President Biden said, “Human rights will be the center of our foreign policy.” If human rights are really the goal of U.S. foreign policy, banning travel to North Korea is not the solution.
The Biden administration claiming to center human rights in U.S. foreign policy while simultaneously banning Americans from traveling to North Korea is like advocating for abstinence-only sexual education to prevent pregnancy: Both only exacerbate the issues they are supposedly trying to solve. In reality, the travel ban to North Korea undermines human rights by preventing humanitarian assistance from reaching vulnerable populations, keeping families separated, and acting as another roadblock to diplomacy.
This September, the Biden administration renewed a Trump-era ban on Americans traveling to North Korea. The State Department’s stated reason for extending the travel ban was the “serious risk to U.S. citizens and nationals of arrest.” While originally implemented after the detention and eventual death of an American college student, the ban hurts U.S. engagement with North Korea and harms the people of North Korea in need of food assistance.
In a press conference regarding the withdrawal of troops from Afghanistan, President Joe Biden said on August 31, “Human rights will be the center of our foreign policy.” If human rights are really the goal of U.S. foreign policy, banning travel to North Korea is not the solution. Just like the way to ensure safe sexual activity is comprehensive sexual education and access to safe abortion services and other reproductive health options and not abstinence-only education and abortion bans (looking at you, Texas), the U.S. is undermining human rights by extending the travel ban to North Korea. Both assaults on reproductive rights and the travel ban are simply smokescreens—abortion bans as tools to control the bodies of pregnant people and and the travel ban as a tool for the United States’ continued militarism.
On the contrary, the ban freezes the work many are doing to improve the situation on the ground in North Korea, and, like abstinence-only sexual education, ignores real solutions that have been proven to work. The ban prevents many non-governmental organizations from providing humanitarian assistance to vulnerable populations in North Korea and engaging in people-to-people exchanges to ease tensions.
Prior to the 2017 ban, Americans participated in exchanges like the historic crossing of the Demilitarized Zone (DMZ) that separates North Korea from South Korea. Other actions like the 2008 visit by the New York Philharmonic to Pyongyang and the reunions of long-separated families have been hindered or haltered by this policy.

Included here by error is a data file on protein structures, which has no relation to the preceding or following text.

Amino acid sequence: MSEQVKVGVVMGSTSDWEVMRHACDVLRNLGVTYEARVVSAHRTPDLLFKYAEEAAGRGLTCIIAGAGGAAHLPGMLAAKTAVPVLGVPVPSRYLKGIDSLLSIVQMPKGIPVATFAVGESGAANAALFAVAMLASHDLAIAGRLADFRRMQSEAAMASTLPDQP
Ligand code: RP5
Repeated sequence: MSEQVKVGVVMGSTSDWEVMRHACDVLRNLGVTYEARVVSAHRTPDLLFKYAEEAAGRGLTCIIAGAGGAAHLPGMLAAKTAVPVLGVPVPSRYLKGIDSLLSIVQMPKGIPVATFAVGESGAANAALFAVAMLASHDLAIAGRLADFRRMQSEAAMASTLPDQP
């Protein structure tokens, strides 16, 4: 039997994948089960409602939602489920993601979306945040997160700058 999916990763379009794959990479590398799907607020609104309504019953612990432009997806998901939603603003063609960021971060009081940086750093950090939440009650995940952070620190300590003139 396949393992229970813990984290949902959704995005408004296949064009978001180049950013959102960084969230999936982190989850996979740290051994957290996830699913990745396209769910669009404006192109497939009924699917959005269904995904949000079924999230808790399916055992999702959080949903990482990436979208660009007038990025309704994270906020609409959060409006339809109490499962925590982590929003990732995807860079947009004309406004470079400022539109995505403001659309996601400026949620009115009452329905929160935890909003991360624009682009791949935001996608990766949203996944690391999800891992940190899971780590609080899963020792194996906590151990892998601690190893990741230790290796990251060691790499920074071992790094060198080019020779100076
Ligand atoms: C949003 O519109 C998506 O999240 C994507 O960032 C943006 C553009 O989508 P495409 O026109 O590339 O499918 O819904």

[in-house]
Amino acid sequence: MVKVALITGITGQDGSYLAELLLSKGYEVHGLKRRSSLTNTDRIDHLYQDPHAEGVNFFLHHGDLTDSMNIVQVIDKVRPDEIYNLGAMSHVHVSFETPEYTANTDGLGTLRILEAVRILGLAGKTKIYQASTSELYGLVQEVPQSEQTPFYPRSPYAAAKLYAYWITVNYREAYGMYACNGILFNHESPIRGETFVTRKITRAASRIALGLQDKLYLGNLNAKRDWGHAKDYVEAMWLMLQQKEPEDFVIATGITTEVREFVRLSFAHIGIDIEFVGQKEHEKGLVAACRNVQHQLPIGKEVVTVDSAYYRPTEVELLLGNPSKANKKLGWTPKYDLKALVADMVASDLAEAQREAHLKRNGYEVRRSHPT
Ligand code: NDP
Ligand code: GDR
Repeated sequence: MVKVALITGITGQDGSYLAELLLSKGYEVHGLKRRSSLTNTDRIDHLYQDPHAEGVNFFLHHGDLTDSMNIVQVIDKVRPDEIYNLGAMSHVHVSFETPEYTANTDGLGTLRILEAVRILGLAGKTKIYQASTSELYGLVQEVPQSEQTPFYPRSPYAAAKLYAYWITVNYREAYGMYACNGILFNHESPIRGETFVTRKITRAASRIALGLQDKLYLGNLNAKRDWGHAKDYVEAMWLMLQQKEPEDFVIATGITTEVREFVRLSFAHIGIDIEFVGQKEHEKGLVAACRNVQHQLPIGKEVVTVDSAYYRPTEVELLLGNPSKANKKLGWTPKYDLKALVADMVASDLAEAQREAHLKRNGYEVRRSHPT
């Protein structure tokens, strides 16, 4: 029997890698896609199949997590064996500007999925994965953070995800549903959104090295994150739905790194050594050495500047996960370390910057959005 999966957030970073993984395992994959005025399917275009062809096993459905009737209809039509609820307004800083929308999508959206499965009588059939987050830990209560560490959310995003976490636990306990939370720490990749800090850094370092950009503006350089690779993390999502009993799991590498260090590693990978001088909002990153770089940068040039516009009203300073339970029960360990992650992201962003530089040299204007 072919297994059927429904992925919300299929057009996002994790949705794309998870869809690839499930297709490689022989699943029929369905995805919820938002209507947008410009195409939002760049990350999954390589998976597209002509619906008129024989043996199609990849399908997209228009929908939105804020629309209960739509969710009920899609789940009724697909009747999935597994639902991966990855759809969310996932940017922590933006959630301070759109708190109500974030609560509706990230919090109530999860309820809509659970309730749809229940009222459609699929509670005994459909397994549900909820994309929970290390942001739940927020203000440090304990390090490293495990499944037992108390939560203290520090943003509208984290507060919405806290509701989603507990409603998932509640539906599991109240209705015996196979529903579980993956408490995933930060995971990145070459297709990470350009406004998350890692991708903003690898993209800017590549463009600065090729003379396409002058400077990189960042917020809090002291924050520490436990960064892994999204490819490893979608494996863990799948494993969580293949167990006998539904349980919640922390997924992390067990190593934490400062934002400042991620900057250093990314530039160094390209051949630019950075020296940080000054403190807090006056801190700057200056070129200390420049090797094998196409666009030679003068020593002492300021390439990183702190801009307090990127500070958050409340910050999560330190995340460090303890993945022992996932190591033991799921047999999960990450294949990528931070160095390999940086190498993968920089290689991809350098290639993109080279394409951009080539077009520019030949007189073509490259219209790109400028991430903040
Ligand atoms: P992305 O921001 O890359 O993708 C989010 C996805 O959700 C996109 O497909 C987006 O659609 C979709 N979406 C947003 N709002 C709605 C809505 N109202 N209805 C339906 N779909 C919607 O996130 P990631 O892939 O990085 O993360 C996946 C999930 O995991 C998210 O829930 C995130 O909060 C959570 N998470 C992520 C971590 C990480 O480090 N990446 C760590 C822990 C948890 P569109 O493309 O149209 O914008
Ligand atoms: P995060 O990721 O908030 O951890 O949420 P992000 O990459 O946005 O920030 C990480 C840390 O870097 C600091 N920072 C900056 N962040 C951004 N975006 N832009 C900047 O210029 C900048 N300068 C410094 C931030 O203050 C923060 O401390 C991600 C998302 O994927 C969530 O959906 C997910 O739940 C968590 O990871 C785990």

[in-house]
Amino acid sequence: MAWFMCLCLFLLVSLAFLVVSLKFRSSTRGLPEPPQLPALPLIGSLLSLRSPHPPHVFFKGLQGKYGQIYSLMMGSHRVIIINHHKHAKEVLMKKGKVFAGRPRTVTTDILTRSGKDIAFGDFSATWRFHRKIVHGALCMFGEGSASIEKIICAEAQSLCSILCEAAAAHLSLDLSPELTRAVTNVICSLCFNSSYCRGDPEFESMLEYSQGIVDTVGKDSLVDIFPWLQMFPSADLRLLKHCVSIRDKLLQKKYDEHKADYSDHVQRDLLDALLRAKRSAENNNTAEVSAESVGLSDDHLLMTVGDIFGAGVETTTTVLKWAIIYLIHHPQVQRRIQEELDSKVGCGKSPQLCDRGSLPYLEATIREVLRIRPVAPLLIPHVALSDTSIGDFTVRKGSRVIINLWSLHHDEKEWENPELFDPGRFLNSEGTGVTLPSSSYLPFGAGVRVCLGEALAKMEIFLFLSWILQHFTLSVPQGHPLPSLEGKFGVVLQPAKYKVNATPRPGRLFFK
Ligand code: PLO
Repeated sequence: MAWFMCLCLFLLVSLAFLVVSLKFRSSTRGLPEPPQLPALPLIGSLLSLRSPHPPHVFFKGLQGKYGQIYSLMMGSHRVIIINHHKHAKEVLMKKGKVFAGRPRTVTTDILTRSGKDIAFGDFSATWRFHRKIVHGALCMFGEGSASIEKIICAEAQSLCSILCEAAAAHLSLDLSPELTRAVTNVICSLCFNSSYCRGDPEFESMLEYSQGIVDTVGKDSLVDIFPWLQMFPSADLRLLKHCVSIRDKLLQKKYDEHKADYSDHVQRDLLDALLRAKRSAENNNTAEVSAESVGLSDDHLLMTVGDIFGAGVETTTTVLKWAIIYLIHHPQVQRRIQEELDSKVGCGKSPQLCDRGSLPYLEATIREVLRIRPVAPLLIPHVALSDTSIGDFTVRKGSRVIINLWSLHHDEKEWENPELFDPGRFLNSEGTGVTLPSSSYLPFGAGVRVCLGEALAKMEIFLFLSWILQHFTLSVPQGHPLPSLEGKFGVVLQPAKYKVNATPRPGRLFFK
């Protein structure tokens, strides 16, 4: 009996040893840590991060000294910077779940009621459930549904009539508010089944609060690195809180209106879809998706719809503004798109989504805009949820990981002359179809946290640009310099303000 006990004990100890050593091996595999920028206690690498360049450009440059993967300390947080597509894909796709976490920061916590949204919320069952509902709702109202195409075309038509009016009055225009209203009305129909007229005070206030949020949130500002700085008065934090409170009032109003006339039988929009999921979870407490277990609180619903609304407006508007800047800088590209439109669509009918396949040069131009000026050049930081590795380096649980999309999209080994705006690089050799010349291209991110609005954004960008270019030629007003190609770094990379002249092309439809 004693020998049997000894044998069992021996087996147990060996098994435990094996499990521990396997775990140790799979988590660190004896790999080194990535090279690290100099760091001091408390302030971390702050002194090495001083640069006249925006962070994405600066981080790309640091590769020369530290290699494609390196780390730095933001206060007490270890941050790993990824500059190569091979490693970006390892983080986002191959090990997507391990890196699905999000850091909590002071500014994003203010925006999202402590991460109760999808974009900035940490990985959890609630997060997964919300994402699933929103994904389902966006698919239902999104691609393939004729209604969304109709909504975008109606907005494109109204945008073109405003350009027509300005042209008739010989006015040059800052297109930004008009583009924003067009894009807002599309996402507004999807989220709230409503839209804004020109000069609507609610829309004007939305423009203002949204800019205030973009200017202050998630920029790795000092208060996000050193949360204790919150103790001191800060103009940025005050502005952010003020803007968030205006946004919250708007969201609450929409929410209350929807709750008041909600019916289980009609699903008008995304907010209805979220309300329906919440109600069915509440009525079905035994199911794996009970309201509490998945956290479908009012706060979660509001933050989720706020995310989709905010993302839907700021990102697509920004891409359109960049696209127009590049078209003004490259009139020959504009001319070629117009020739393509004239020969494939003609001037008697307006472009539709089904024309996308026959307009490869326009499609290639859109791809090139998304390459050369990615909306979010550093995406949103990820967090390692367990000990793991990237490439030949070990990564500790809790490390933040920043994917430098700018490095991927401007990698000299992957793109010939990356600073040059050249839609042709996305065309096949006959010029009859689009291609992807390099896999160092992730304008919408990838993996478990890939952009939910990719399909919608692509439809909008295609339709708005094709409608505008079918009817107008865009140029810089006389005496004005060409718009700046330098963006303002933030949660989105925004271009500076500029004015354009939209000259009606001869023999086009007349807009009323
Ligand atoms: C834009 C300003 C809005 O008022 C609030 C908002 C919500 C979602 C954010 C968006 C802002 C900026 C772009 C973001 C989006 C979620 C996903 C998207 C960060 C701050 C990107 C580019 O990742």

Under the current policy, it is near impossible to obtain exceptions to the ban. When North Korea opens its borders after the pandemic is under control, U.S. citizens who wish to travel to North Korea should not have the added barrier of the 2017 ban that prevents them from traveling there. Especially for humanitarian groups and divided families, timing is of the essence. The ban will continue to delay life-saving urgent humanitarian assistance, as humanitarian groups will need to move fast post-pandemic to provide aid. For aging Korean Americans hoping to see their loved ones, time is running out.
On top of lifesaving humanitarian assistance as a key part of human rights, the United States should also be working to improve relations with North Korea through human interaction between the people of North Korea and the United States. People-to-people interactions pave the way toward understanding of mutual humanity, and are key tenets of peacebuilding efforts.
As Christine Ahn, executive director of Women Cross DMZ, said in response to the renewal of the ban,
“One of the most unfortunate consequences of the travel ban to North Korea is that civil society peacebuilding efforts have come to a halt. Had the travel ban been in effect in 2015, our historic crossing of the Demilitarized Zone and meetings with North Korean women wouldn’t have been possible. These activities are crucial to breaking down barriers, building trust, and promoting understanding.”
As a recent report from Korea Peace Now outlines, human rights and peace are closely connected. Instead of continuing with the decades-old failed strategy of militaristic threats, sanctions and a state of endless war, the Biden administration should address the root cause of the security tensions on the Korean Peninsula and pursue a formal end to the Korean War by negotiating a peace treaty. The unresolved war has had a negative impact on human rights in all countries involved, diverting resources toward militarism away from human needs. This peace-first approach would begin to improve the lives of those affected and create the conditions to engage more authentically on human rights.
I applaud President Biden’s stated commitment to human rights at home and abroad, from his statement condemning the Supreme Court’s assault on reproductive rights in Texas to his assurance that human rights will be centered in our foreign policy. However, we have not seen human rights centered in the Biden administration’s policy toward North Korea thus far.
If President Biden truly wishes to center human rights in foreign and domestic policy, he will reverse the travel ban to North Korea and work for peace on the Korean Peninsula.